Iwin

Iwin is a spirit that likes to travel, looking for the human worthy enough to serve. The closest to translate it as is the fairy. Just like in the English fairytales and the famous Genes- Iwin assists humans to carry out activities on command by calling out their names.

Ẹgbẹ (Sacred Mates)

Ẹgbẹ means group/society. It is the classification of spirits in the sacred realm. There are more than groups/societies in the sacred realm.

Ẹgbẹ Emere (Spirits of Children that can transcend through realms), Ẹgbẹ Abiku (Spirits of Children who tend to teach relatives a lesson or not comfortable with the affairs of the lifetime they visit), Ẹgbẹ Omi (The marine spirits).

The Ẹgbẹ spirits are the ones in human form many may consider weird, dangerous, or unnatural. They come with special attributes- healing people emotionally and spiritually- high intuition to judge and guide. The Ẹgbẹ are not the same as the Oriṣas, they all have missions before coming to this earth and unlike everyone else, they remember who they were, what Ọrun is and how to transcend between both realms without death. They are the ones with the knowledge of all truth as they are the ones to ensure the continuum of the universe- creating causes and effects, maintaining order when there is chaos and bringing an end to the wicked.

Not all humans that we see walking the surface of this realm are ordinary. some are Gods/Goddesses, some are spirits, some are initiates, few are all, and many are clueless.

KEMET AND KUSH: EDUCATION AND TECHNOLOGY

Hey guys, it’s your local celebrity. I will be signing autographs soon; meet me at Honey and Dough *insert Majimbo’s laugh*. When women said,”Consistency is key”, I certainly did not feel that. I am really sorry about my inconsistency; life just happens you know. However, thank you all for the support. I really appreciate. I […]

KEMET AND KUSH: EDUCATION AND TECHNOLOGY

ìYÀMÍ ÀJẸ́- Witches or Sacred Mothers?

Pay no mind to the words/works of Afrikan Christian/Muslim scholars. A large number of them had to twist their school of thoughts to maintain the greatest part of their mental slavery.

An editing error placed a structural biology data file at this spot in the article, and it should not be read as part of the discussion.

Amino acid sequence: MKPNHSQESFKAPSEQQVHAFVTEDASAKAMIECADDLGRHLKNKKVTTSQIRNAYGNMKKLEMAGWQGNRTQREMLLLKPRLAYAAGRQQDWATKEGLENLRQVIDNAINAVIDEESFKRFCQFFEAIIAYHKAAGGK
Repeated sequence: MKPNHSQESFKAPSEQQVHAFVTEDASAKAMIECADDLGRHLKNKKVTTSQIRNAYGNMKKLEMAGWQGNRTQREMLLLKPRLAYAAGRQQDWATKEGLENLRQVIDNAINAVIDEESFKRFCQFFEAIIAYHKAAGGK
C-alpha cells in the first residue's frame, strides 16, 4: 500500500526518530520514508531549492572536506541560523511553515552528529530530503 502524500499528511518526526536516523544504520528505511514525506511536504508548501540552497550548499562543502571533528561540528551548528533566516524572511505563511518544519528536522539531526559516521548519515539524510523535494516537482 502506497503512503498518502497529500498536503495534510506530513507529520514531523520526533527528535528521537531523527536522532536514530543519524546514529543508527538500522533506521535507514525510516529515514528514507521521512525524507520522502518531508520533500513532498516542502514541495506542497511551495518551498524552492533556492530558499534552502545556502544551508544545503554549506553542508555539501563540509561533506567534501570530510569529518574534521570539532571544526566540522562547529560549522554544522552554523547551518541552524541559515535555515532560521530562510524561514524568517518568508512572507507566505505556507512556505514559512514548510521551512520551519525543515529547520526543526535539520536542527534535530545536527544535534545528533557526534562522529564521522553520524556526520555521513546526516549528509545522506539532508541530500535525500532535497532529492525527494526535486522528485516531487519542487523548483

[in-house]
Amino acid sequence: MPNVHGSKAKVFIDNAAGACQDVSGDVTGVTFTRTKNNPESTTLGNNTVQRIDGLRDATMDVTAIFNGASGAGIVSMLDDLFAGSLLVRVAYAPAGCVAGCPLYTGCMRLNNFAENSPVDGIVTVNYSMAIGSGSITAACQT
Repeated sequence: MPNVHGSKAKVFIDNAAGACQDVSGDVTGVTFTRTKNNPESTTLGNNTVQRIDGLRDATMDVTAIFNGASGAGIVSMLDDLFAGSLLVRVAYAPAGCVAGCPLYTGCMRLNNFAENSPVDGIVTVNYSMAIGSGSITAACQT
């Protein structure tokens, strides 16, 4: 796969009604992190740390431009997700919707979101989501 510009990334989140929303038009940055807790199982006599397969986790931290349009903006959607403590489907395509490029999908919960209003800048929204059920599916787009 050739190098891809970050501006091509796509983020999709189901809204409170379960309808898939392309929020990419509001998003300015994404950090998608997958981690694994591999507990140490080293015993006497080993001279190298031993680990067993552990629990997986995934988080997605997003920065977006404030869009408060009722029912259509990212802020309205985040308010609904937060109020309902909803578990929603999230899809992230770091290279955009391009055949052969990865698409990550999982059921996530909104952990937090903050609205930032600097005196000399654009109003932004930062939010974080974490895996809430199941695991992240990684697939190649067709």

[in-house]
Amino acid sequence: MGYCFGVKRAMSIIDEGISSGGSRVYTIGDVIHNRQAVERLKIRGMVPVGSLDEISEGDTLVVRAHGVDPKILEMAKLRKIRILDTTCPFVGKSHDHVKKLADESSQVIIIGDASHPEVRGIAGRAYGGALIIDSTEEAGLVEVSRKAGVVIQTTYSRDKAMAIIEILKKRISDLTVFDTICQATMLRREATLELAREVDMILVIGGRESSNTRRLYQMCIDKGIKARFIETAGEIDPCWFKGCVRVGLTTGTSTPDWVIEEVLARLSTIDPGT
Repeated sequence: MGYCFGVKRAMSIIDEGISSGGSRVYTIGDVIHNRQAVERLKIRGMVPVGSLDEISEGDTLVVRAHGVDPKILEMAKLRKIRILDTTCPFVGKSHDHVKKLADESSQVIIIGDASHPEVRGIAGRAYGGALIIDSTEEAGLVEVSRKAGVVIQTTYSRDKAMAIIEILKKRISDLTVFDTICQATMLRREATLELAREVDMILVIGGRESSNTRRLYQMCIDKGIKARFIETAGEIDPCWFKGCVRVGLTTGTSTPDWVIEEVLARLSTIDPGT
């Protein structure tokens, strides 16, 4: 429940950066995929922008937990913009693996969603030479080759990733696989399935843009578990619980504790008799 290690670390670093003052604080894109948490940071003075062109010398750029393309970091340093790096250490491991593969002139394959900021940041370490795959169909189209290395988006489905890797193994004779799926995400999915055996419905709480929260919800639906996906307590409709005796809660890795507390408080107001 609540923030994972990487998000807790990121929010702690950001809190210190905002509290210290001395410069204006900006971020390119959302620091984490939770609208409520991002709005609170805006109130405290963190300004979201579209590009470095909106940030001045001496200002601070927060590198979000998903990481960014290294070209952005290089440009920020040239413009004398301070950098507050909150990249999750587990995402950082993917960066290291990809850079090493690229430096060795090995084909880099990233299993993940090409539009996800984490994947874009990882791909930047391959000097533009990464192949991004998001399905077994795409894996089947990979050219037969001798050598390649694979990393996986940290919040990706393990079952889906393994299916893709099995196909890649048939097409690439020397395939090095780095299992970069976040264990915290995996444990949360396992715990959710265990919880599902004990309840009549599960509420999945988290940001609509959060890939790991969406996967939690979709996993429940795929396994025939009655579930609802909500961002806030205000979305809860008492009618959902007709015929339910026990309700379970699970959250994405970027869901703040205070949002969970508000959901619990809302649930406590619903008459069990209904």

As a result, on the continent today; many youths find pleasure in lynching women who manifest.

An ìYÀMÍ ÀJẸ́ is not evil. The concept is broad. Every woman with a womb is an ìYÀMÍ. An ìYÀMÍ ÀJẸ́ could also mean one who possesses powers of divine.

These ones with powers of divine could either be in spirit realm, human form or WINGED form. The ones who have been incarnated in physical form would then meet with the spirit of other female ancestors to discuss matters. They group up into sacred societies to defend and enrich our lands and anyone who calls on their spirits for assistance.Contrary to the indoctrinated continental film and literature accounts of them meeting to ruin lives, they meet to discuss the threats against their families and the community, then sought to eliminate the threats. Just as every mother would discipline a stubborn child, the sacred ones also discipline “stubborn children.”

When KhepeRa came into being for the first time, he needed Ma’at (The winged Goddess of Balance, Order, law and Truth) to “lay the foundation”. According to the Yoruba creation story, Orisha Nla, laid the foundation of the earth with the help of a Winged Being. The Yorubas believe awon ìYÀMÍ ÀJẸ́, are the Onile(Earth owners). You hear the Shamans, Gods and Priests refer to them as ẹyin Iya ti o ni Aye(The mothers that own the world). As a result, you can assert the first thing to be created was a WINGED being- if the WINGED weren’t here first. You can also identify the Sun God with an Eagle/Falcon. Why did it have to be a being that flies- the female even?